Viewpoint: Asian Reserve Managers Navigate Increasingly Complex Risks - Ingrid van Wees
Op-Ed / Opinion | 4 November 2019
Reserve asset management in Asian economies is becoming more and more complex.
There has been a marked shift in the reserve currency asset markets over the last year. Central bankers in developed markets have moved from policy normalization to an easing bias mainly due to macro-economic risks. This has resulted in a downward trend in yield curves of traditional reserve assets, and some asset markets have even sunk deeper into negative yield territory. The stock of negative yielding debt has doubled globally to $17 trillion as of August 2019 from $8 trillion as of December 2018.
The US Treasury market is one the last remaining positive yielding traditional reserve asset markets. Given this environment, reserve managers have ventured into “riskier” asset classes, including equities, exchange traded funds, corporate credits, and commodities for greater diversification and expected returns.
In fact, gold as a reserve asset has regained popularity. According to IMF data, central banks held 34,000 tons of gold as of Q1 2019, making it the third largest reserve asset in the world.
The current environment is marked by economic uncertainty as the effects of deepening trade tensions between the United States and the People’s Republic of China are being felt across Asia. Other risks—including the potential for a sharper slowdown in major advanced economies and rising geopolitical tensions in some other regions—have intensified investor anxiety and increased financial market volatility. This uncertainty has exacerbated the several challenges already faced by reserve asset managers in the previous years.
Foreign exchange reserves are a key component of the monetary and exchange rate policies in most countries. Developing economies have accumulated reserves at an impressive pace, after the global financial crisis of 2008 and 2009. Global holdings of reserves have grown at annualized rate of 4.8% since 2008 and now stand at $12.4 trillion. Asia has accounted for more than 55% of the total growth, mostly because of the trade dynamics in Asia and the importance policy makers place on reserve accumulation.
Traditionally, reserves are kept by emerging economies as a precautionary measure to build confidence in the currency, and as a stabilization mechanism against disorderly markets. However, reserve managers must now balance these with other motives as well. These include supporting the conduct of monetary policy; accumulating assets for intergenerational purposes; or influencing the exchange rate for export competitiveness.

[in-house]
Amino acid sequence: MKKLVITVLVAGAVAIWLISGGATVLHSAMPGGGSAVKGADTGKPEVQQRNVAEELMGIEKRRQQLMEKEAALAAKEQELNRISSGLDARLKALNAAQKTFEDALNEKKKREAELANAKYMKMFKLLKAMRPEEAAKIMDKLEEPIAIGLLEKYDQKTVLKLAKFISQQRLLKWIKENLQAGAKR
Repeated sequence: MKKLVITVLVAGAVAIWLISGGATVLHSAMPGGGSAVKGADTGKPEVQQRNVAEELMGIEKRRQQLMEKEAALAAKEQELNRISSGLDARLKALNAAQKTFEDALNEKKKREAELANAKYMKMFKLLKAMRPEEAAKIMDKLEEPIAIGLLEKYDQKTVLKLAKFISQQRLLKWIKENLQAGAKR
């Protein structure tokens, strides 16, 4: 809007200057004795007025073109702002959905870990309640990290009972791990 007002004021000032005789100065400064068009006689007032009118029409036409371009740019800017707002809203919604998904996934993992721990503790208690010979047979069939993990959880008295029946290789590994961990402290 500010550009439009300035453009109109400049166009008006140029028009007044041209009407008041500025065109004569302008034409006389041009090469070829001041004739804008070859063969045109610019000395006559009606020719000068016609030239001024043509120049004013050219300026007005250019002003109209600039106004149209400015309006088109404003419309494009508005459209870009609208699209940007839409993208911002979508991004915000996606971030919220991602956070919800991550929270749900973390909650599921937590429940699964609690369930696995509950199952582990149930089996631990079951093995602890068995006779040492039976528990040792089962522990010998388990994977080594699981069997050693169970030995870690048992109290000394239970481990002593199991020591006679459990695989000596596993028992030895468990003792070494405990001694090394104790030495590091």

Given the different motivations for holding reserves, the question of reserve adequacy and the associated cost of holding reserves assumes greater importance.
The growth of reserves has brought to the fore risk management issues like liquidity and concentration for the preservation of capital to be balanced with return considerations. Adequacy of reserves must be assessed against each objective and the portfolios segmented to address them.
Sovereign wealth funds, or SWFs, have grown as a structure to segment return objectives and provide the governance structure to achieve them. Globally, as of 2018, assets under management of SWFs have grown to $8 trillion. Governance standards around the management of SWFs have emerged as the Santiago principles set out a common global set of international standards regarding transparency, independence, and accountability for SWFs.
Reserve adequacy must consider assessments of developing risks through forward-looking scenario analysis. Such scenario analysis must consider the evolution of factors that drives reserve needs. However, each country is different. Advanced economies need different adequacy measures compared to emerging economies. The lessons from the global financial crisis has taught us that no country is immune from external or internal shocks. Reserves provide a valuable buffer in these stress events.
Reserve managers face a complex task in investing these resources. With emerging risks clouding the outlook for the global economy, balancing risks with return expectations and with the mandate to provide liquidity during market dislocations has become a more delicate predicament for them.
They must constantly monitor the operating environment as it can change quite dramatically in a short period of time with new challenges such as the emergence of new crytocurrencies. Challenges of reserve adequacy, asset concentration, and risk management will need to be assessed for sound and effective management of reserves. The role of reserve managers will assume even greater importance going forward.